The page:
How can I tell if a paper is scientifically solid?

A PhD student recently complained to me that a lot of the papers he was reading were scientifically worthless – dubious data sets, meaningless evaluations, terrible methodology (eg, training on test data), etc (I’ve discussed such problems in previous  blogs, eg Many Papers on Machine Learning in NLP are Scientifically Dubious).   He further complained that sometimes problems were pretty obvious on first reading, but other problems only surfaced when he took a close look at the data or code behind a paper.  So how, the student asked me, could he avoid wasting time reading worthless papers, so that he could spend his “reading time” on papers which were scientifically solid and meaningful?

I have a lot of sympathy for the student.  When I did my PhD in the late 1980s, we could assume that any paper which appeared in an ACL conference (for example) was probably scientifically solid.  Unfortunately this is no longer true.  There are plenty of excellent papers in recent ACLs, but there are also plenty of scientifically atrocious papers (I described one example in an earlier blog; unfortunately there are many like this).  So we cannot assume that a paper is good if it appears in a “prestige” venue.

There are no foolproof techniques for detecting scientifically flawed papers, but I give some suggestions below on things readers can look for.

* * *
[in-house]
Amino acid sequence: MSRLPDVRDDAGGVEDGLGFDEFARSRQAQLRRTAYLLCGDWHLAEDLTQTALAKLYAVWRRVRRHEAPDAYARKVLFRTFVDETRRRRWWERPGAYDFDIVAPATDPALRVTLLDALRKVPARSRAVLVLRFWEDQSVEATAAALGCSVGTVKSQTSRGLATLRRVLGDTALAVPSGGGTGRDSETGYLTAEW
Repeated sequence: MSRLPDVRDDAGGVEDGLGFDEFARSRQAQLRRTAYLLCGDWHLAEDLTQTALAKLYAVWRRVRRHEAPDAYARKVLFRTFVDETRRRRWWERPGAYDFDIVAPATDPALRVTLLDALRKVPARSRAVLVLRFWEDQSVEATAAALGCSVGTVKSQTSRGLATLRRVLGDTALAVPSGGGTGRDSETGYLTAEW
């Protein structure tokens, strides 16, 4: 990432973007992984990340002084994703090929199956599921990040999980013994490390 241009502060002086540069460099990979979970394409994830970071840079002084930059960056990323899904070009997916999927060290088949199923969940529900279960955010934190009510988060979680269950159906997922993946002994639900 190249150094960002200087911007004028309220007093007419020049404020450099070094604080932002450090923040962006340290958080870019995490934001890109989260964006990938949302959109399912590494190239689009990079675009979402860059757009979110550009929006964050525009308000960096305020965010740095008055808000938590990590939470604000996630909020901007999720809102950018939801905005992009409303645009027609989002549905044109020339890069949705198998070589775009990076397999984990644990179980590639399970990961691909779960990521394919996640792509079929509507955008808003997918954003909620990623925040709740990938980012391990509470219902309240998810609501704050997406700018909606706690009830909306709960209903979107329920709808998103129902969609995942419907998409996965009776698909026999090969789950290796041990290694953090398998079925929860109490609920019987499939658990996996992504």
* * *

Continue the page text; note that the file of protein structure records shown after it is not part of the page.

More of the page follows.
Checks on the Paper

I teach a class on “Research Methods” to our final-year undergrads, and a class on “Evaluation of AI” to our MSc students.  In both classes, we look at what to expect to see in a good paper.  I summarise below some things which you should be able to check on an “initial skim read” before reading a paper in detail.  These points apply to full “results” papers which present models, algorithms, or systems; not all of these would apply to short “work-in-progress” papers or to papers on other topics such as data sets and methodology.

  • Understandable: If a paper is hard to understand, this is likely because the authors are confused about what they are trying to do.  I usually bin papers that I struggle to understand and/or do not present a clear research question/issue/hypothesis.